Word and Life: The Bases of Fellowship
1 John 1:1-4
Additional Texts: John 1:1-18, Col. 1:15-20
The apostle John wrote this letter to Christians to clarify distorted views about Jesus. For example, the false teachings by Gnostics had been spread to many Christian communities, de-emphasizing the person and work of Jesus Christ. John attempts in this short letter to enlighten his readers to the facts concerning Jesus because he and other disciples had observed first hand the life of Jesus.
John boldly expresses his personal experience with Jesus in the most practical manner, drawing on what he understood as the central basis of the Christian faith: Jesus is Lord of the universe, through whom it was created and by whom is saved. John not only emphasizes Jesus' eternal nature in creating the entire cosmos, he also strongly underscores Jesus' humanity, as a man who walked, preached, and suffered on this earth in a very physical way. In short, Jesus was a REAL, living, breathing Savior, not some “mind-tickling” or mere spiritual concept!
John's prologue for this letter is an abbreviated reflection of the prologue from his gospel. The terms “Word” and “Life” are at the center of both prologues. John uses these terms to show the timeless nature of Jesus and his central roles in the cosmos as his Father's personal embodiment and full revelation to mankind.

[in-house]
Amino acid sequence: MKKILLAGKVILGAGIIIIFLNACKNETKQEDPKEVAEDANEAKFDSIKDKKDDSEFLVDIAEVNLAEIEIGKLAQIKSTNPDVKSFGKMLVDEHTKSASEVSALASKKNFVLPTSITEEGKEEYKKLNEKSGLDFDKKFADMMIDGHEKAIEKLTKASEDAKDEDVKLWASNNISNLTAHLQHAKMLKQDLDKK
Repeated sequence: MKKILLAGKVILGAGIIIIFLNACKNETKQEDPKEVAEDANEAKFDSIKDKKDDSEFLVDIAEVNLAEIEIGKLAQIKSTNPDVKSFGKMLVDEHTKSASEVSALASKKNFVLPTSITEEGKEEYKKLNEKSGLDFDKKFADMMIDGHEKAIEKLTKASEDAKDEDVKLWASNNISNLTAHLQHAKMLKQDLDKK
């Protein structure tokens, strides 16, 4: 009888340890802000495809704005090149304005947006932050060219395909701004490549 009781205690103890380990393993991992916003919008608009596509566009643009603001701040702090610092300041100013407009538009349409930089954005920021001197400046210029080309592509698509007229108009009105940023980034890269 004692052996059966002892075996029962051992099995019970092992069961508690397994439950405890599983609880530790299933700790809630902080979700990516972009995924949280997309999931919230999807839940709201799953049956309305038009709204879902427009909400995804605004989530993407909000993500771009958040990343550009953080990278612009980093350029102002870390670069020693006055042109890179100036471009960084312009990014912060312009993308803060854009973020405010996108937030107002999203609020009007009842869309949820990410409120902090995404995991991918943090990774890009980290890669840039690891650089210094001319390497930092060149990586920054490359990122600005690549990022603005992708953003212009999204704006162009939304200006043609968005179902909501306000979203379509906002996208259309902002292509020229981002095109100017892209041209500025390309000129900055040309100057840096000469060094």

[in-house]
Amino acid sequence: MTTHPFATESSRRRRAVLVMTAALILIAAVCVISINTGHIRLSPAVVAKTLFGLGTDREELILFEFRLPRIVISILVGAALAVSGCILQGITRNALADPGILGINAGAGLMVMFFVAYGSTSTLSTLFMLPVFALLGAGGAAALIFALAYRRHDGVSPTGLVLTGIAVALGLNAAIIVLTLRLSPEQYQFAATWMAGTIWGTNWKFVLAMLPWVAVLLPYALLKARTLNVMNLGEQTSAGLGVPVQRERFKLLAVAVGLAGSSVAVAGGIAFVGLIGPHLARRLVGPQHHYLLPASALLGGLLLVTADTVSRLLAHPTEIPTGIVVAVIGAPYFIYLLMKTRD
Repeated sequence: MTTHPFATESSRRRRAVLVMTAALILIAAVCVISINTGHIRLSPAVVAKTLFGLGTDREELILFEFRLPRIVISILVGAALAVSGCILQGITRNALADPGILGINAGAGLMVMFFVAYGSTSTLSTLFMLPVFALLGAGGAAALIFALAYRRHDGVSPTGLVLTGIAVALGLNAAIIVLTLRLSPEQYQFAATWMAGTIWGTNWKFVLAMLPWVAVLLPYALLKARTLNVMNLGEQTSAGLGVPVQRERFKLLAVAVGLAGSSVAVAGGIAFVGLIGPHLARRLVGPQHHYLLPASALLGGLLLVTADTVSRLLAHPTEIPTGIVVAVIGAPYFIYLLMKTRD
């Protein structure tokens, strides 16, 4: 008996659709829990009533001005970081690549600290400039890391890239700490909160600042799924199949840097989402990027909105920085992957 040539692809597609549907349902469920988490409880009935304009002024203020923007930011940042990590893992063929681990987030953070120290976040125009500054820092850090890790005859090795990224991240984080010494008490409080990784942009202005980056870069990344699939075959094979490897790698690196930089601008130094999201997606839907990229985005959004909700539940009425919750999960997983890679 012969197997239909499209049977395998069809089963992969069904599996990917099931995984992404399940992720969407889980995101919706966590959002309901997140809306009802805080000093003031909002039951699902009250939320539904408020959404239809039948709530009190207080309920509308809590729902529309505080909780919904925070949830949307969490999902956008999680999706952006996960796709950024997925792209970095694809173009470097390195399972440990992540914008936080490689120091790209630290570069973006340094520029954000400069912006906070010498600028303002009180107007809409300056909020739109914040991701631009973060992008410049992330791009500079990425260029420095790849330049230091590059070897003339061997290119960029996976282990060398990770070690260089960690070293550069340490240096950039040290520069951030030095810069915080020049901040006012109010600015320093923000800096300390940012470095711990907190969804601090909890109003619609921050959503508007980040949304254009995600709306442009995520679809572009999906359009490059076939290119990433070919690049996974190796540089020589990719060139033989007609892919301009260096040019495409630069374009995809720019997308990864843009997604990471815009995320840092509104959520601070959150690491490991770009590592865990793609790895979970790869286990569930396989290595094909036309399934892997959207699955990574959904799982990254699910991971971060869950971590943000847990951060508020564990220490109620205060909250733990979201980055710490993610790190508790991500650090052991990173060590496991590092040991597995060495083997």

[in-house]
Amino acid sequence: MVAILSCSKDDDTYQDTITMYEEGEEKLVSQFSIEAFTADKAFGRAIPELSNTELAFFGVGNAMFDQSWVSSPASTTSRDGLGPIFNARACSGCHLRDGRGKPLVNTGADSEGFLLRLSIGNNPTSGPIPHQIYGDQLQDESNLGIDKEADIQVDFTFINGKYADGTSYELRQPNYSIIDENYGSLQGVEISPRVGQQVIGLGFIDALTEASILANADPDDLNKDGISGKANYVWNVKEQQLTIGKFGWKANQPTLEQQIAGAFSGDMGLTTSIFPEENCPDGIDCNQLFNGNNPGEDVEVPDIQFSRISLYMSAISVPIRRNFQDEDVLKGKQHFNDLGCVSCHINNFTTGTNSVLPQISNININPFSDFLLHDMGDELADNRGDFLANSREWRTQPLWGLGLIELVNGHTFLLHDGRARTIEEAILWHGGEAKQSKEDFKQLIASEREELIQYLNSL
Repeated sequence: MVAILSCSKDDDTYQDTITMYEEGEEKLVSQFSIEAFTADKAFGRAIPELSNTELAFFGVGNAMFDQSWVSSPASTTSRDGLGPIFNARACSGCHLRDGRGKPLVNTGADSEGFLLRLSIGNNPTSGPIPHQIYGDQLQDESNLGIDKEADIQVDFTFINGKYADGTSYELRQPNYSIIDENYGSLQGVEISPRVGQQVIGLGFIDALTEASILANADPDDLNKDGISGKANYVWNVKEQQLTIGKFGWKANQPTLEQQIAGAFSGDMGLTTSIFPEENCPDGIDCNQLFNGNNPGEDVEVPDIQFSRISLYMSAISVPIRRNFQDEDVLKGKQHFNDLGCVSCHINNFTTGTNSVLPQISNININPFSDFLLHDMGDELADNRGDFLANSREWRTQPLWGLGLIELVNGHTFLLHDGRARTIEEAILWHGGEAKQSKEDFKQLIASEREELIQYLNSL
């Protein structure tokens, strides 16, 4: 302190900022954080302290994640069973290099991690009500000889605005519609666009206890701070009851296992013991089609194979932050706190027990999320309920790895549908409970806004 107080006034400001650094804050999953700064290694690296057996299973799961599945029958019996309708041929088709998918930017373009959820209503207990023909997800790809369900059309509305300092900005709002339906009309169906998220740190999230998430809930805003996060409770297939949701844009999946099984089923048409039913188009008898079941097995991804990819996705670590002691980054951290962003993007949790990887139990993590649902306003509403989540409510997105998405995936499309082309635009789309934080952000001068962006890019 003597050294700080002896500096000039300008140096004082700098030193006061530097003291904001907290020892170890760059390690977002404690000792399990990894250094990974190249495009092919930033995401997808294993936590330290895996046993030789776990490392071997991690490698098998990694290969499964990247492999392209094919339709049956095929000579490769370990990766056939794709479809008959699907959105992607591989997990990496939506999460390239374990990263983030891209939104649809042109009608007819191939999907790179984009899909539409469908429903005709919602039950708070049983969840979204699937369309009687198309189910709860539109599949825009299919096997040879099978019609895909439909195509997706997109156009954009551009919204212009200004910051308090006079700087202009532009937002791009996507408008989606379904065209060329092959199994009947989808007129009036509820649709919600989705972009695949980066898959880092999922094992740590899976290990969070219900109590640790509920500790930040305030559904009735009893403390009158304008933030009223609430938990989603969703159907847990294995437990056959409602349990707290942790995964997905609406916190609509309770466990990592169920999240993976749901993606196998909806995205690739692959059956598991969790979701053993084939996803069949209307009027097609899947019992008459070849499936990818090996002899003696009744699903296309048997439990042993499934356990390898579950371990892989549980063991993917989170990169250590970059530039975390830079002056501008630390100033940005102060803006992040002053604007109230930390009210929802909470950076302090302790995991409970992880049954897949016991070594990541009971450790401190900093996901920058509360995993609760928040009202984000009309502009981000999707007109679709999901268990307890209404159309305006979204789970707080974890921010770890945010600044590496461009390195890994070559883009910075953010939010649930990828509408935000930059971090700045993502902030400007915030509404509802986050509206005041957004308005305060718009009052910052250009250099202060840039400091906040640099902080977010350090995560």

Our focus for this lesson will direct our attention to the facts, so that “we may know” Jesus was “flesh and blood”, fully human and at the same time divine. Such is the basis of our Christian faith and our fellowship. Our fellowship with God, His Son, and with one another hinges upon these qualities of Jesus!
1. What is the similarity of the opening verses of The Gospel of John and 1 John? What is different in the opening verses of The Gospel of John and 1 John?
Similarities: John uses Word, Life, and Beginning in both openings, each of which are devoid of the usually greetings and author identification seen in other letters. John does not waste time in either book; he gets to the subject of the letter quickly and point-blank.
Differences: John is experiential in 1 John where as he is more theological in the Gospel. His wording is relating his sensory conformation of Jesus' presences in our world. Also, in his gospel, John develops the creation theme more fully than in 1 John.
2. What does John mean by “from the beginning”? What is the practical importance of this phrase? What should it mean to us?
The “beginning may have two meanings, each of which will fit the context of the letter. He may, as in his gospel be indicating that through Jesus the entire cosmos has been created. Jesus was from the beginning, before time exist with God the Father. A second meaning may rest in the fact that Jesus Christ had a beginning to his human life as he entered this world. Thus people and family knew Jesus from that beginning life on earth. The former meaning though is better for the context and in light of John's gospel prologue.